Tuesday, May 29, 2012

Electronic Entertainment in Belize

I recently received an email from my friend Charlie. He said he was sending 20 (TWENTY!!) DVDs, some of which were items from HBO which he is judging for the Emmys. Now Charlie knows a lot about Emmys. See here -

Anyway, he's a great friend from high school and college days, who I recently rediscovered through Facebook (yay!), and it's been wonderful reconnecting via FB and email. Of course, I was overwhelmed and grateful - big time - and excited to know we'd be enjoying some quality entertainment soon. Then I thought this topic about what we have available in the realm of DVDs, TV and music might make a good one for our blog. So here goes.

There are NO legitimate or authentic DVDs here in Belize, at least not that I've been able to find. They are all pirated. Most are made by amateurs who have access to a computer and a little bit of pirating software. One guy we met in the market in Belmopan told us that all his DVDs were originals, that he had his own burner. So what he meant was they were copies of originals. They were being sold 5 for $20 BZD (that's $10 US).

We've bought a few DVDs from various sources. We are often disappointed. Here are a few examples of what we've seen:

  • Volume so low it can barely be heard
  • Aspect ratio bolluxed up so everybody is squashed flat (a real pet peeve of mine, and I see it often with TVs where people want to see a square picture filled out on a rectangle screen.)
  • Sound not synced with the picture. On one movie, the sound was ahead of the picture by about 10 seconds at the beginning. By the end of the show, there was was more than a minute gap from when the sound played the dialog to when the picture showed them speaking it.
  • Videos taken by a camera set up in the movie theater, so you get to see everybody getting up to get popcorn and go to the bathroom. Can hear them laughing.
  • Subtitles for various languages. Since there's never a menu on the DVD, we can't remove them.
  • DVDs that just die in the middle, or worse, near the end of the movie.
Steve and I went without television for a long time here in Belize. But then basketball season came along and I really wanted to see how our Tar Heels played. We bit the bullet and bought a television. We already had cable so we could have internet access. So the TV part was already paid for; we just had to plug it up and go! Now that the NCAA tournament is over, I just watch an occasional Law & Order rerun. But I LOVE movies.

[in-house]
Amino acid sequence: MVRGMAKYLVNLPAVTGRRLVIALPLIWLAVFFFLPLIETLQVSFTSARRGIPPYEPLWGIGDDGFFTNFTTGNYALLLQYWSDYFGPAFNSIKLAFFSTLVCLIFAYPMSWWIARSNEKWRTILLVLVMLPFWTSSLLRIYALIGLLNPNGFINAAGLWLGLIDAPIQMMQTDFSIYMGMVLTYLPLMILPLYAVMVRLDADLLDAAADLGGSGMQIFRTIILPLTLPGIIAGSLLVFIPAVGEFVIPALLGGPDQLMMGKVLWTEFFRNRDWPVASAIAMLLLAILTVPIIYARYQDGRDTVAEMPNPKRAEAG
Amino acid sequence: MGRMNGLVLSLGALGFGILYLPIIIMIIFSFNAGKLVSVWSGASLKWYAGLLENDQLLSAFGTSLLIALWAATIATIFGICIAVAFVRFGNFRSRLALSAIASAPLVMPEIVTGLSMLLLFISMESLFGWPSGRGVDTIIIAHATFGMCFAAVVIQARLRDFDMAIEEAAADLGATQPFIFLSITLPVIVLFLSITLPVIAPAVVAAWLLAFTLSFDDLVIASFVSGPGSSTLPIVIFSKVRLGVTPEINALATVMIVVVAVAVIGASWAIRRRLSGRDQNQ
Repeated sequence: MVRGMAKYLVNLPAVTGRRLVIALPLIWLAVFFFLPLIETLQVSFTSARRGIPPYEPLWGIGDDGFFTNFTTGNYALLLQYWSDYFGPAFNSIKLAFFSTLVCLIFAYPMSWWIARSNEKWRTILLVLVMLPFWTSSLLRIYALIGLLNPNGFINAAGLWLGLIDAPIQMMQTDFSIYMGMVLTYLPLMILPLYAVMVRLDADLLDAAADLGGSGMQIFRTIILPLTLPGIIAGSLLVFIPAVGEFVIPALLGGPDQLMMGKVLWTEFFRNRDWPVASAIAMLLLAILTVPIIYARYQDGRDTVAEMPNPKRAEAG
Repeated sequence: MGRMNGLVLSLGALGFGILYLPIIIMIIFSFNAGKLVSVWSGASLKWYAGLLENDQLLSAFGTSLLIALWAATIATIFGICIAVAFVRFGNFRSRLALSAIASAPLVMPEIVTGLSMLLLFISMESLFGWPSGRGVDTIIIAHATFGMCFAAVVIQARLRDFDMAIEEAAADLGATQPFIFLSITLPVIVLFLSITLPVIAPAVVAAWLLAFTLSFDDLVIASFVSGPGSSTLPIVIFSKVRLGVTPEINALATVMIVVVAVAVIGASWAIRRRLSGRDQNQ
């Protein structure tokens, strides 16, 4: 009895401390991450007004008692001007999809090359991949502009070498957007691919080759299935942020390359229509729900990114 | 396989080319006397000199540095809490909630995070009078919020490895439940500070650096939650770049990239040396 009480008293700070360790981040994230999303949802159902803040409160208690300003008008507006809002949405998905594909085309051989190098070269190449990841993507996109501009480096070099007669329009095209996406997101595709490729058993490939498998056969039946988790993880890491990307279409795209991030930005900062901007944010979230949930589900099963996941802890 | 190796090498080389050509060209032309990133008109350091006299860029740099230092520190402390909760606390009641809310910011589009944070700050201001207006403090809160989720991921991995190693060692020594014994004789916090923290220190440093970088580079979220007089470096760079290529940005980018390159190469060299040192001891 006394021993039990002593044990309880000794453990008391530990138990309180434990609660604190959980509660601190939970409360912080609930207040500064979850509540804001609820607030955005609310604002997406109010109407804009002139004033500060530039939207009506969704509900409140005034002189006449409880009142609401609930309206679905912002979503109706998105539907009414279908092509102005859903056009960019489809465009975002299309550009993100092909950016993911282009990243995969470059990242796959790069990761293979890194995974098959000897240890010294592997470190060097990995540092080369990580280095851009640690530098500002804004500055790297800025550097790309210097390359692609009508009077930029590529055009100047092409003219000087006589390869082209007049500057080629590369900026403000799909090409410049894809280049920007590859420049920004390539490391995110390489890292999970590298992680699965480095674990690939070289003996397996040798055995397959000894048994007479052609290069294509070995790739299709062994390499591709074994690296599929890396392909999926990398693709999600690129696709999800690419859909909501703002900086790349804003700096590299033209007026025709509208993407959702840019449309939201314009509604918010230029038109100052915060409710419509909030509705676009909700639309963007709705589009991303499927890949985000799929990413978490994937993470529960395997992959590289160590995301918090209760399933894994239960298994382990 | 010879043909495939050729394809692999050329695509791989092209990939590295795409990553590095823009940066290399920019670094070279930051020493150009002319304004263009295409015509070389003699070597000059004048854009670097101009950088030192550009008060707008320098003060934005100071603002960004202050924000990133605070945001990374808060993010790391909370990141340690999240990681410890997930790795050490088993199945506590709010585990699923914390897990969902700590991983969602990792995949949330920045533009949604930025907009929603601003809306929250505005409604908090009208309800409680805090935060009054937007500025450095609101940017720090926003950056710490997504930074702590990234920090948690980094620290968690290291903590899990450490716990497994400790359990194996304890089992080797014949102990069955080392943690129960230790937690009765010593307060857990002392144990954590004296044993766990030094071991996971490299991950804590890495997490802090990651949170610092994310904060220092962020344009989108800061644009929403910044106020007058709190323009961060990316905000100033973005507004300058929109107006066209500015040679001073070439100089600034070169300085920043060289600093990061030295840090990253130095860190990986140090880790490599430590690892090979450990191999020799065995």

Turns out that many of the shows we see on 125 channels we get for $42BZ/month are also pirated. The local channels - I think there are 5 - often broadcast first run movies. I mean movies that are still in the theaters in the US. They often exhibit the same characteristics as the DVDs I described above.

We also have about 30 premium channels, HBO, Showtime, Starz, etc., all for that same $42 dollars. There's no guide for the channel lineup, and they change numbers frequently, so it's tough to plan for a specific movie or show. 

Below are a few screens that we see as we surf the channel line-up. I don't really understand it, but I think our cable company subscribes to DirecTV, Dish and Sky networks (as an individual??), and then broadcasts the channels out to us. Maybe that's what all cable companies do. All I know is these message aren't anything we can respond to.

DirecTV screen saver

Yes! We have American shows, Mexican, Indian, Nigerian
and Chinese programming!

No or bad signal.
Internet is very expensive - We get 600Kb/second for a monthly fee of $138 BZ. Once we worked through the initial connection kinks, it's been reasonably reliable. No good for YouTube or any streaming video. Belize blocks certain things, too. For instance, no Skyping without a VPN. And Pandora radio won't work without a VPN. Otherwise, we can do most of what we want.

A lot of people play their music from their computers, and they use the dubbing/DJ software so that they play sirens, laser gun, and other sounds over the music. So even if it does happen to be a good song that they're playing at 100 dB, you can't really hear it because of all the special effects that are laid on top of it (at 110 dB).


New Subject!! Our vacation with my dad and stepmother, Joyce. They came for a week to visit. The previous week they spent in Costa Rica, where they went zip lining through the Cloud Forest. This vacation was a little more low key than previous family visits (Dad's 85), but we definitely did some fun things and ATE WELL.  Here are a few pictures from their visit.

Drumming and dancing in Dangriga

Everybody dances
Dad and Joyce with Carla and Des (They are both friends of
mine. They love to do Zumba, too!)
Dad and Joyce doing ballroom dance in the Caribbean Sea
Joyce bought a BIG drum. With Norielee Rodriguez.

Sunday, May 20, 2012

The Wheels on the Bus

Time marches on, and we have less than 13 months to go in our service here in Dangriga, Belize. The group that arrived a year before we did has now completed its service and most have left. In an effort to get matters "cleaned up" here in PC Belize, there will not be a new group brought in for 2012. Management will decide what will be done with the Peace Corps mission for this country. TOTAL SPECULATION - I think we will be the last group here for a long time. I will be happy to be proved wrong.

In the meantime, we celebrate Peace Corps 50 years in this country. Last year was the 50th anniversary for the Peace Corps organization world-wide. When PC started here it was British Honduras!